The average British adult feels stressed for eight days each month, CIPHR research shows. That amounts to around three months each year. Reports of work burnout among UK employees have hit a record high in 2022, almost doubling since 2021.
Keep reading to learn:
- Why work burnout is a bigger problem for most UK organisations today than it’s ever been
- Why burnout has such devastating consequences both for the employees involved and the organisation
- How to manage employee burnout with 60 practical tools and strategies
The UK's work burnout epidemic
The World Health Organisation classifies burnout as an occupational syndrome ‘resulting from chronic workplace stress that has not been successfully managed’.
It has three major characteristics:
- Feelings of energy depletion or exhaustion
- Increased mental distance at work, or feelings of negativity or cynicism
- Reduced professional efficacy
Employee burnout isn’t a new phenomenon – but it’s becoming an increasingly common one. COVID-19 hurt UK workers’ mental health more than other European countries – and our 2021 employee burnout report found 67% of employees are more burned out now than before the pandemic.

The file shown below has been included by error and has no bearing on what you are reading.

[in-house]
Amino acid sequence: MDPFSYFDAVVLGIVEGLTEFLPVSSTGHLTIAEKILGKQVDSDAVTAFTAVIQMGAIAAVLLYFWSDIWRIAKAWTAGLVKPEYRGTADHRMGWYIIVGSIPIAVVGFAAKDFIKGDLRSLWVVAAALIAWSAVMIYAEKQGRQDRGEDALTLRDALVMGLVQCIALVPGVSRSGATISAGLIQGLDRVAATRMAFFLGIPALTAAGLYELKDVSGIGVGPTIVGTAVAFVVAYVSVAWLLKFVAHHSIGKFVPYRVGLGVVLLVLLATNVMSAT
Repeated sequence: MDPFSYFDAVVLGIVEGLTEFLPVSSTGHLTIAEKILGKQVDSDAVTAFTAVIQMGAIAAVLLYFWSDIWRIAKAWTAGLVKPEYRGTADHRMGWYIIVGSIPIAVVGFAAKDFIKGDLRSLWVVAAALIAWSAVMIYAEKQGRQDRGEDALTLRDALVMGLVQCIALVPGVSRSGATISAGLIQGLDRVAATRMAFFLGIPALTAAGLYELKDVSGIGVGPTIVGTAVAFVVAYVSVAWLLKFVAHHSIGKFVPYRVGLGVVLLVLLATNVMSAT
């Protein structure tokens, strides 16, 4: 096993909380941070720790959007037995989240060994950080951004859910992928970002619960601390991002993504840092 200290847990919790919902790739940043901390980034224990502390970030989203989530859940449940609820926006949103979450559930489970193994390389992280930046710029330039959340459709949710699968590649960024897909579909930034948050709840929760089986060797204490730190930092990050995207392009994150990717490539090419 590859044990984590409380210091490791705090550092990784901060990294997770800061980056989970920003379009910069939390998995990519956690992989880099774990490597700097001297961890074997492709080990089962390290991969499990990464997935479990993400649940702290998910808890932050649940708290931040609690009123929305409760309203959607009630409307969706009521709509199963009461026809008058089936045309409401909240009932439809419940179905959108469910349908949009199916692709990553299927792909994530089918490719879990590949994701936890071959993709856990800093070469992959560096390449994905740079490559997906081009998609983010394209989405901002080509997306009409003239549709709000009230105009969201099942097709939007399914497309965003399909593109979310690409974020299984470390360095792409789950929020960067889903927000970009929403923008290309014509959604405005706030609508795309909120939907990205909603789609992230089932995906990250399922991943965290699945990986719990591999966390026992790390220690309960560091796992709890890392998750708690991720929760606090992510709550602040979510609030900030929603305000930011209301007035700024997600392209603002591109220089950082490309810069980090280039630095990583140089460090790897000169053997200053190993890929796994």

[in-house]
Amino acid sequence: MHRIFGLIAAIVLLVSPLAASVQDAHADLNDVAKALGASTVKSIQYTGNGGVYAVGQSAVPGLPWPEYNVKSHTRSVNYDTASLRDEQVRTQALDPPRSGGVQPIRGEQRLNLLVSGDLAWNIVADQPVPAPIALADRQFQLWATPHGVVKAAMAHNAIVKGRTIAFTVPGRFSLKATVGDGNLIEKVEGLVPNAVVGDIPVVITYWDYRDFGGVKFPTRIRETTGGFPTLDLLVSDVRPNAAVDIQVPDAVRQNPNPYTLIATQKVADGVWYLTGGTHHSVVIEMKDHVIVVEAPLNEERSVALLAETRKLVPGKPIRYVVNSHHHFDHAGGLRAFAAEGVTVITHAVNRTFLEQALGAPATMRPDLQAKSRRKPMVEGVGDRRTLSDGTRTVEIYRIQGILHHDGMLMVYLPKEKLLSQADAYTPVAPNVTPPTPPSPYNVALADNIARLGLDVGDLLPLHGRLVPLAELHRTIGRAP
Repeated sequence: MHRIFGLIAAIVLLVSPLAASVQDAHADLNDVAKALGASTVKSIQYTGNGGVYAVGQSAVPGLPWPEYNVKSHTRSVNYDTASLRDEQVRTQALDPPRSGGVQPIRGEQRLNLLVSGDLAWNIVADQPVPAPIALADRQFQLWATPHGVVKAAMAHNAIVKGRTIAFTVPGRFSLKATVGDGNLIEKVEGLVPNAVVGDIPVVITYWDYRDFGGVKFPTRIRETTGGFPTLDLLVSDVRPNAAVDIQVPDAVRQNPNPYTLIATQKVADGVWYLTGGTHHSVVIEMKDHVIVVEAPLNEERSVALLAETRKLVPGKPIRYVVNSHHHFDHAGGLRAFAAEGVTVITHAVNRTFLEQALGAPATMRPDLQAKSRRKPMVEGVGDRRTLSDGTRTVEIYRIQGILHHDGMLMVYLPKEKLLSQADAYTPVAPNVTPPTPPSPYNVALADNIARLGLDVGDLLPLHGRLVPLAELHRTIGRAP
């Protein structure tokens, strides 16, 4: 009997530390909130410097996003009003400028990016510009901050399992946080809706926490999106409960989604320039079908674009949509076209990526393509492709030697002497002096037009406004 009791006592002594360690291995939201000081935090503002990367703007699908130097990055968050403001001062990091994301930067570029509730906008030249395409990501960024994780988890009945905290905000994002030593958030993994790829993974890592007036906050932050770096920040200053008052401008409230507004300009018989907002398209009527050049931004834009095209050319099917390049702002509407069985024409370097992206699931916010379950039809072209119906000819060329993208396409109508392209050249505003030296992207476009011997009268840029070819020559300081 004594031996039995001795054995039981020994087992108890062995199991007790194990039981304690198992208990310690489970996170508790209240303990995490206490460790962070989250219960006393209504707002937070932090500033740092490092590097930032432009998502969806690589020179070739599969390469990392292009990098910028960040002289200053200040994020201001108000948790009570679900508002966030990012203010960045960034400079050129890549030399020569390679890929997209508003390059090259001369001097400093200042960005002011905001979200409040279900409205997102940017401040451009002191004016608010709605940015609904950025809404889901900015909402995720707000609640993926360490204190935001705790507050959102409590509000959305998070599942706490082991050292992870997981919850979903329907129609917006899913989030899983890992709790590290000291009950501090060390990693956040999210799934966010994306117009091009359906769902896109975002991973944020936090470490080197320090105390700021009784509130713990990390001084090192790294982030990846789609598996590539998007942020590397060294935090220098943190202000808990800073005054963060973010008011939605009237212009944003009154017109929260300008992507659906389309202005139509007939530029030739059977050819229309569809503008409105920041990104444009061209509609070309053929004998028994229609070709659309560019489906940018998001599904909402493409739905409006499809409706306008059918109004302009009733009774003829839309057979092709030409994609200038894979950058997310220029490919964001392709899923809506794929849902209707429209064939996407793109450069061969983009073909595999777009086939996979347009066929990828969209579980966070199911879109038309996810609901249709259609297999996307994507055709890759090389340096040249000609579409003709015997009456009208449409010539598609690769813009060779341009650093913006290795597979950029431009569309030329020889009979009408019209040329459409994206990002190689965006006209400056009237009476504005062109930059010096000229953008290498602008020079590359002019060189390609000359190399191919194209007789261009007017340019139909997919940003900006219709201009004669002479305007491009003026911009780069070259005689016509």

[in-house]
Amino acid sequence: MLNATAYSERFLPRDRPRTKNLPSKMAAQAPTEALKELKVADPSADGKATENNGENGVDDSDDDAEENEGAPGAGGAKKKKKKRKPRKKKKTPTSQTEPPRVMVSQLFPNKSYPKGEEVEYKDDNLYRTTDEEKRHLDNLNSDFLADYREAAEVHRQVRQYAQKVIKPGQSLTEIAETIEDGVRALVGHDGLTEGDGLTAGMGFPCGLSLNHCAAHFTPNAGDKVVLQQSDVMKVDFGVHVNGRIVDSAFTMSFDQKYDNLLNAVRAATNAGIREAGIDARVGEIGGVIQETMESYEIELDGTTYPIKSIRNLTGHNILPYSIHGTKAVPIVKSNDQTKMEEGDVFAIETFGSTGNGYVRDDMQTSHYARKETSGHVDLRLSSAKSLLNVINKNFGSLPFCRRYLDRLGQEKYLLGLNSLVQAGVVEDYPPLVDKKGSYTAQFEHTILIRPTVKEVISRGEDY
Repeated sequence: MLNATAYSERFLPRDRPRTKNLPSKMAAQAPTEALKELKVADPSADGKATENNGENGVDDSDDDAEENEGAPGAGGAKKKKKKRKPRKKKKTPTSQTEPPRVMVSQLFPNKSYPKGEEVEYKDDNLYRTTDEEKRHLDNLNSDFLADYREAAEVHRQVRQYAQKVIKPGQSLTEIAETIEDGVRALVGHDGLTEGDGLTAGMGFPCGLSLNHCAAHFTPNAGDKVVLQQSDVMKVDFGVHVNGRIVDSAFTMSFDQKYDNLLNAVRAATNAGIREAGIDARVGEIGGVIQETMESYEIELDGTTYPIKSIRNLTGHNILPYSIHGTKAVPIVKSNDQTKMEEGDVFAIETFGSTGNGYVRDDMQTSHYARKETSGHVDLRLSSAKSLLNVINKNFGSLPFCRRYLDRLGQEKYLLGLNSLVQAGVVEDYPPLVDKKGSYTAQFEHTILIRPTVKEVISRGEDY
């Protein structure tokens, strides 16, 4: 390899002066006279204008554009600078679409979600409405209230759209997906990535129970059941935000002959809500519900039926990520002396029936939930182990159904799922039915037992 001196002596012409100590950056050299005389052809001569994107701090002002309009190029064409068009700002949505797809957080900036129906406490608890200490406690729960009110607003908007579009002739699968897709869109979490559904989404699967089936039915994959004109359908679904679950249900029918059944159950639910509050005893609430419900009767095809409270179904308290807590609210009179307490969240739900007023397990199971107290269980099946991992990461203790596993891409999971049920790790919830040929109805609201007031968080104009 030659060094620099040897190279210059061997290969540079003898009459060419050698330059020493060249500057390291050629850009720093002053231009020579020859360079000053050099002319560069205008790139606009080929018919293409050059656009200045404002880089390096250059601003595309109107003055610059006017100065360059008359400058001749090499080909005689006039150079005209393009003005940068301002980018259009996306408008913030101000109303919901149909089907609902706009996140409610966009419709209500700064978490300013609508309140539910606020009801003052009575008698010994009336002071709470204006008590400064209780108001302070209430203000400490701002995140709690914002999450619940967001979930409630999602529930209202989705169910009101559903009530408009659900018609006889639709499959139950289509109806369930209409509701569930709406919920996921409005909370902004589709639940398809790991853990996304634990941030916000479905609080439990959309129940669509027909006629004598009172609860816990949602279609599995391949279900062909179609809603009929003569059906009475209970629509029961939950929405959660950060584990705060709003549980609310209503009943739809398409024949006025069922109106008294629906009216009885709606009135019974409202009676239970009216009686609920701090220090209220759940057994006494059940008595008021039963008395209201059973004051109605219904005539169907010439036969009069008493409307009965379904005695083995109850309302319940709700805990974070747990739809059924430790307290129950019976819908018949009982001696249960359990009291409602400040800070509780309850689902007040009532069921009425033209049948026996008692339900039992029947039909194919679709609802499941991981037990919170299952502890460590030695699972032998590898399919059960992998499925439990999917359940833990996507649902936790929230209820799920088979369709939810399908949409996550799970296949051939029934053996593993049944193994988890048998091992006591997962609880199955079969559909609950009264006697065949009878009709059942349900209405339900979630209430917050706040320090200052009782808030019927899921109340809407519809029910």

Increasing workloads are a major culprit. The UK already stacked up poorly compared to the rest of Europe, with full-time employees in Britain working more than the EU average by two hours a week – the equivalent of two-and-a-half weeks’ a year. (And despite these longer hours, UK workers remain less productive than most European counterparts).
But since the pandemic, these figures have increased further. Now, one in ten employees work at least 20 hours a week overtime.
Remote working also plays an important role. A recent study conducted by Westfield Health found that 50% of employees working from home feel at-risk from burnout, compared to 41% of employees working from the office. That’s a difference of 22%. (A positive tipping point in the return to the office debate, perhaps?)
Then there’s the impact of declining financial wellbeing, as UK inflation hits record heights. People Management report that more than two-thirds of workers have felt stressed, anxious, or depressed as a result of their financial situation, piling more pressure onto employees.
Why action to reduce burnout is critical
Employee burnout is a major problem that needs urgent support from leaders. Mental Health UK report that only 23% of UK workers say their workplace have a plan to manage burnout.
That’s a problem for a host of reasons: